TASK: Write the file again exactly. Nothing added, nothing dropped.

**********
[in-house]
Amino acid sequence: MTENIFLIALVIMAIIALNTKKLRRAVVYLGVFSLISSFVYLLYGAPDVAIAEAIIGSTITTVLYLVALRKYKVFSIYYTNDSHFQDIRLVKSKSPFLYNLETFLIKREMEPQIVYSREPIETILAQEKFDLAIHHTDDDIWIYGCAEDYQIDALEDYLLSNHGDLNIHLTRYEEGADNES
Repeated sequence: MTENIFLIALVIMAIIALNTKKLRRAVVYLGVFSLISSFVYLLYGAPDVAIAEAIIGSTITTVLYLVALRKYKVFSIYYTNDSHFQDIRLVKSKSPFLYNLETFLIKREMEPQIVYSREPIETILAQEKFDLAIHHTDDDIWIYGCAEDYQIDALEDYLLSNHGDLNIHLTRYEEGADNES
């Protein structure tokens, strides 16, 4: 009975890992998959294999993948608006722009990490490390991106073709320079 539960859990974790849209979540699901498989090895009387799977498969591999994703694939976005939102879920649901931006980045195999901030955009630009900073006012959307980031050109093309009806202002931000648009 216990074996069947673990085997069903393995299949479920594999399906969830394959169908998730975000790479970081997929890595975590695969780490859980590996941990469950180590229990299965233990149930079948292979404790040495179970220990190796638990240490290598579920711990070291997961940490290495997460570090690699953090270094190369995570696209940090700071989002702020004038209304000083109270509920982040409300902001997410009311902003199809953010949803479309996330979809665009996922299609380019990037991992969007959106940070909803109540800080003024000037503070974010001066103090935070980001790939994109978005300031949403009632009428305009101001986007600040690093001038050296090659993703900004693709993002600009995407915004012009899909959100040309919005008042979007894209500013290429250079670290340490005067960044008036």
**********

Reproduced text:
[in-house]
Amino acid sequence: MTENIFLIALVIMAIIALNTKKLRRAVVYLGVFSLISSFVYLLYGAPDVAIAEAIIGSTITTVLYLVALRKYKVFSIYYTNDSHFQDIRLVKSKSPFLYNLETFLIKREMEPQIVYSREPIETILAQEKFDLAIHHTDDDIWIYGCAEDYQIDALEDYLLSNHGDLNIHLTRYEEGADNES
Repeated sequence: MTENIFLIALVIMAIIALNTKKLRRAVVYLGVFSLISSFVYLLYGAPDVAIAEAIIGSTITTVLYLVALRKYKVFSIYYTNDSHFQDIRLVKSKSPFLYNLETFLIKREMEPQIVYSREPIETILAQEKFDLAIHHTDDDIWIYGCAEDYQIDALEDYLLSNHGDLNIHLTRYEEGADNES
């Protein structure tokens, strides 16, 4: 009975890992998959294999993948608006722009990490490390991106073709320079 539960859990974790849209979540699901498989090895009387799977498969591999994703694939976005939102879920649901931006980045195999901030955009630009900073006012959307980031050109093309009806202002931000648009 216990074996069947673990085997069903393995299949479920594999399906969830394959169908998730975000790479970081997929890595975590695969780490859980590996941990469950180590229990299965233990149930079948292979404790040495179970220990190796638990240490290598579920711990070291997961940490290495997460570090690699953090270094190369995570696209940090700071989002702020004038209304000083109270509920982040409300902001997410009311902003199809953010949803479309996330979809665009996922299609380019990037991992969007959106940070909803109540800080003024000037503070974010001066103090935070980001790939994109978005300031949403009632009428305009101001986007600040690093001038050296090659993703900004693709993002600009995407915004012009899909959100040309919005008042979007894209500013290429250079670290340490005067960044008036």